My elementary school experience overall was very good. Out of all the teachers I had, the one that made a really lasting impression on me was my 5th grade teacher, Mr. Barnett. On one of the first days of class, he read us a story of a man and his son. They were planning on going fishing together, but every day the boy would misbehave. The father would look up at the sky and say that it was going to rain even though the boy could hardly see a cloud and they would always turn back. Soon, the boy realized that it was not the weather, but he, that was screwing up the fishing trip every time. The class pretty much forgot the story as the year went on. But every day that Mr. Barnett was going to take us outside and we misbehaved as a class, he would claim that the forecast called for rain. He let us realize for ourselves what mistakes we made without straightforwardly telling us. That is what made such a lasting impression on me. He could teach us so much without giving us the answers directly. He had a way making us use critical thinking that I need to try and incorporate into my future teaching style.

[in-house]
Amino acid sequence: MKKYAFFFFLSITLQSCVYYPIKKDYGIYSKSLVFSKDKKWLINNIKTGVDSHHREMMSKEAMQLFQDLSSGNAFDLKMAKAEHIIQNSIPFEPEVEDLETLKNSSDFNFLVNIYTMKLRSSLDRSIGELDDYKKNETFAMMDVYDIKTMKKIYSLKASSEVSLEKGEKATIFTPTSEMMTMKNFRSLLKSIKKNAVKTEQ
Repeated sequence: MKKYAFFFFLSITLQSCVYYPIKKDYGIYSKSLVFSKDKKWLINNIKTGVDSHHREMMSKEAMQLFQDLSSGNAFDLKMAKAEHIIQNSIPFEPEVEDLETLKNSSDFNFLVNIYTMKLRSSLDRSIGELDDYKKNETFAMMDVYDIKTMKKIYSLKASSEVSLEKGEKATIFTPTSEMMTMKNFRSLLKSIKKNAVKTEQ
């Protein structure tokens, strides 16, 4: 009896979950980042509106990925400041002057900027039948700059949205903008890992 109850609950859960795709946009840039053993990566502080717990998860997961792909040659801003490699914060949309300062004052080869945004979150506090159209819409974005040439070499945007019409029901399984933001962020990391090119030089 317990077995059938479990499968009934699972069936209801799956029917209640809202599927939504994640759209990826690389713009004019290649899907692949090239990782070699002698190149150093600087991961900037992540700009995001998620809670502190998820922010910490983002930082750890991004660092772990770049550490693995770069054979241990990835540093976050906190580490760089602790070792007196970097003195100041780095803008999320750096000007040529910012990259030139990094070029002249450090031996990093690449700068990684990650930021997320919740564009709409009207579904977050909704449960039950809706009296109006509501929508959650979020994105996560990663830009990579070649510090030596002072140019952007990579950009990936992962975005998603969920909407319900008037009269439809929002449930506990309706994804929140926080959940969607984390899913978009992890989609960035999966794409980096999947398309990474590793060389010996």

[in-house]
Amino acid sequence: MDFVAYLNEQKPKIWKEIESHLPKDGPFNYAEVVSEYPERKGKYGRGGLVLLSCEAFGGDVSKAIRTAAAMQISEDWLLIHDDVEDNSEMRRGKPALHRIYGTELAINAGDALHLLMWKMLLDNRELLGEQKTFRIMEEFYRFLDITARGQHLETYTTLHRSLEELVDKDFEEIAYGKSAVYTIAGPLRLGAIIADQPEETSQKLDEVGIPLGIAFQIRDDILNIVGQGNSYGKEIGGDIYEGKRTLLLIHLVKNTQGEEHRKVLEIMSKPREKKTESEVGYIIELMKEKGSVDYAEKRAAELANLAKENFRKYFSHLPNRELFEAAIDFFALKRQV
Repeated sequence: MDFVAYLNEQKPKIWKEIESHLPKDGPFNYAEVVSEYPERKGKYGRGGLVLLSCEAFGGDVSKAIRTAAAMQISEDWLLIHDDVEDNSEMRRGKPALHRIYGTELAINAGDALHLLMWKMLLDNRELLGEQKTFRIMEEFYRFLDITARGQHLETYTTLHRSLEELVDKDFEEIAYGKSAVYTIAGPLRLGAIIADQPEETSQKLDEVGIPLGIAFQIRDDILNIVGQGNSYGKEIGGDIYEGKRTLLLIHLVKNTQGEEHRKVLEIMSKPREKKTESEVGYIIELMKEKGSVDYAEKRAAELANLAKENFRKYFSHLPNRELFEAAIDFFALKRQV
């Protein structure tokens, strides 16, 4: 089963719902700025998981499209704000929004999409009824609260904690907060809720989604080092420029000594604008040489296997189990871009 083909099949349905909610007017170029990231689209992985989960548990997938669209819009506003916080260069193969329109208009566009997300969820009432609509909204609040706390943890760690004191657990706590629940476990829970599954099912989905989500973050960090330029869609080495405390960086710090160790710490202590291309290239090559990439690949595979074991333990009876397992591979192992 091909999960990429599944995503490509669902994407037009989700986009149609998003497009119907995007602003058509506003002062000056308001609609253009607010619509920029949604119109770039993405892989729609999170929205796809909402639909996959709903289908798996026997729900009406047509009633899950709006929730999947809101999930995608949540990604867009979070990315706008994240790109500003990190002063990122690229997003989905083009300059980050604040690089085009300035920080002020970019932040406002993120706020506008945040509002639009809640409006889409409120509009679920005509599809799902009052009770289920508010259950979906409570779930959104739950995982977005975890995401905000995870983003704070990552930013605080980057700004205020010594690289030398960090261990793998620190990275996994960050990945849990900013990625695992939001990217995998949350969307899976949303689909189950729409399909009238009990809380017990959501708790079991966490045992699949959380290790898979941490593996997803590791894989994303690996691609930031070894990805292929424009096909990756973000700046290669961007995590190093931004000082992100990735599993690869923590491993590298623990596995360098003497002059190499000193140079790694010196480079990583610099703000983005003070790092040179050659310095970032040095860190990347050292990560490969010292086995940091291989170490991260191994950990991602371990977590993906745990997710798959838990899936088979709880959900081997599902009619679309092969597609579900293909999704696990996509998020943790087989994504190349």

When I was thirteen, I got my first job. It was as a junior counselor at a local preschool camp. Throughout my four summers there, I began to realize that teaching is something that would interest me as a profession. When parents would come and tell me how much the kids would talk about me at home, I knew I was making an impression on them. Especially since I barely knew that half of them could even talk. Even though in adulthood these children will not remember me holding them or changing their diaper when they were two, the person that they become will have been shaped in a small way by me. With so many awful things that happen in this world, it is a good feeling to know that you are helping to shape good human beings.